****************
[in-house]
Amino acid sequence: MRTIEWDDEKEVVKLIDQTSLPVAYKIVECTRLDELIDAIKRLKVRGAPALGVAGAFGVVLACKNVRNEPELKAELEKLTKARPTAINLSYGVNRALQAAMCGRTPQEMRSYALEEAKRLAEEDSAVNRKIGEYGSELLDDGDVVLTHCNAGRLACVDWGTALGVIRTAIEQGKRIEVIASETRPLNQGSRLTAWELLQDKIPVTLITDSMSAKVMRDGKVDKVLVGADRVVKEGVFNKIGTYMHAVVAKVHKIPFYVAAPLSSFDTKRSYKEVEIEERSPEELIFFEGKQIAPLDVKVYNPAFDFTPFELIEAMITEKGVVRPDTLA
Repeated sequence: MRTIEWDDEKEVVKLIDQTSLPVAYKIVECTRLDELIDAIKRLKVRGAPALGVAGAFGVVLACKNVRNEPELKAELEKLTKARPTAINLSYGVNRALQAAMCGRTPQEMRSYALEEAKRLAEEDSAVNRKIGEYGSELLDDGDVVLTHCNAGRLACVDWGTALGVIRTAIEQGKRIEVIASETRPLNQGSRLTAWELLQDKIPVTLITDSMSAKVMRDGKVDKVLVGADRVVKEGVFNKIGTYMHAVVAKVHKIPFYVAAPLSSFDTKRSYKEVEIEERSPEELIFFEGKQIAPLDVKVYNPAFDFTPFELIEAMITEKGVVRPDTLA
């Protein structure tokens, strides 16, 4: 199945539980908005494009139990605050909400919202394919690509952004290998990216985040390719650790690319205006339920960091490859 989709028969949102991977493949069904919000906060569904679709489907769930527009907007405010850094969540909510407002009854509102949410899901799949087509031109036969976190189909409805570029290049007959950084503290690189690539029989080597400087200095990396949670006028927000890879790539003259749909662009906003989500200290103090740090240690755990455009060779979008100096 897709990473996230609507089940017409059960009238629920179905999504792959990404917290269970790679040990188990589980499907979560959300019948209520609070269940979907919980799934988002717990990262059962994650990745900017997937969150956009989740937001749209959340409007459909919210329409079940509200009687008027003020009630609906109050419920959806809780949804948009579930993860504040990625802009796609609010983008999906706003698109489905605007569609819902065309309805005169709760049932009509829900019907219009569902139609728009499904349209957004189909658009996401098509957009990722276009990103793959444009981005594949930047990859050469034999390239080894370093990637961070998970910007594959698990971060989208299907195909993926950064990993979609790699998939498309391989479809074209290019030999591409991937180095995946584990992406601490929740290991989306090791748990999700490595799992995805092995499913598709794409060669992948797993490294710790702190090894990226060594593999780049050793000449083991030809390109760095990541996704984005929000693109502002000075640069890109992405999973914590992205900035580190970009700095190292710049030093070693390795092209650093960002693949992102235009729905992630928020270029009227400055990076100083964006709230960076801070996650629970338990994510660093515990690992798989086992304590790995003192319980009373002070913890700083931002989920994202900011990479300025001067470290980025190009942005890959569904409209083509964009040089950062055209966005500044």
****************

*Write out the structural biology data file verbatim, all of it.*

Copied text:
[in-house]
Amino acid sequence: MRTIEWDDEKEVVKLIDQTSLPVAYKIVECTRLDELIDAIKRLKVRGAPALGVAGAFGVVLACKNVRNEPELKAELEKLTKARPTAINLSYGVNRALQAAMCGRTPQEMRSYALEEAKRLAEEDSAVNRKIGEYGSELLDDGDVVLTHCNAGRLACVDWGTALGVIRTAIEQGKRIEVIASETRPLNQGSRLTAWELLQDKIPVTLITDSMSAKVMRDGKVDKVLVGADRVVKEGVFNKIGTYMHAVVAKVHKIPFYVAAPLSSFDTKRSYKEVEIEERSPEELIFFEGKQIAPLDVKVYNPAFDFTPFELIEAMITEKGVVRPDTLA
Repeated sequence: MRTIEWDDEKEVVKLIDQTSLPVAYKIVECTRLDELIDAIKRLKVRGAPALGVAGAFGVVLACKNVRNEPELKAELEKLTKARPTAINLSYGVNRALQAAMCGRTPQEMRSYALEEAKRLAEEDSAVNRKIGEYGSELLDDGDVVLTHCNAGRLACVDWGTALGVIRTAIEQGKRIEVIASETRPLNQGSRLTAWELLQDKIPVTLITDSMSAKVMRDGKVDKVLVGADRVVKEGVFNKIGTYMHAVVAKVHKIPFYVAAPLSSFDTKRSYKEVEIEERSPEELIFFEGKQIAPLDVKVYNPAFDFTPFELIEAMITEKGVVRPDTLA
């Protein structure tokens, strides 16, 4: 199945539980908005494009139990605050909400919202394919690509952004290998990216985040390719650790690319205006339920960091490859 989709028969949102991977493949069904919000906060569904679709489907769930527009907007405010850094969540909510407002009854509102949410899901799949087509031109036969976190189909409805570029290049007959950084503290690189690539029989080597400087200095990396949670006028927000890879790539003259749909662009906003989500200290103090740090240690755990455009060779979008100096 897709990473996230609507089940017409059960009238629920179905999504792959990404917290269970790679040990188990589980499907979560959300019948209520609070269940979907919980799934988002717990990262059962994650990745900017997937969150956009989740937001749209959340409007459909919210329409079940509200009687008027003020009630609906109050419920959806809780949804948009579930993860504040990625802009796609609010983008999906706003698109489905605007569609819902065309309805005169709760049932009509829900019907219009569902139609728009499904349209957004189909658009996401098509957009990722276009990103793959444009981005594949930047990859050469034999390239080894370093990637961070998970910007594959698990971060989208299907195909993926950064990993979609790699998939498309391989479809074209290019030999591409991937180095995946584990992406601490929740290991989306090791748990999700490595799992995805092995499913598709794409060669992948797993490294710790702190090894990226060594593999780049050793000449083991030809390109760095990541996704984005929000693109502002000075640069890109992405999973914590992205900035580190970009700095190292710049030093070693390795092209650093960002693949992102235009729905992630928020270029009227400055990076100083964006709230960076801070996650629970338990994510660093515990690992798989086992304590790995003192319980009373002070913890700083931002989920994202900011990479300025001067470290980025190009942005890959569904409209083509964009040089950062055209966005500044």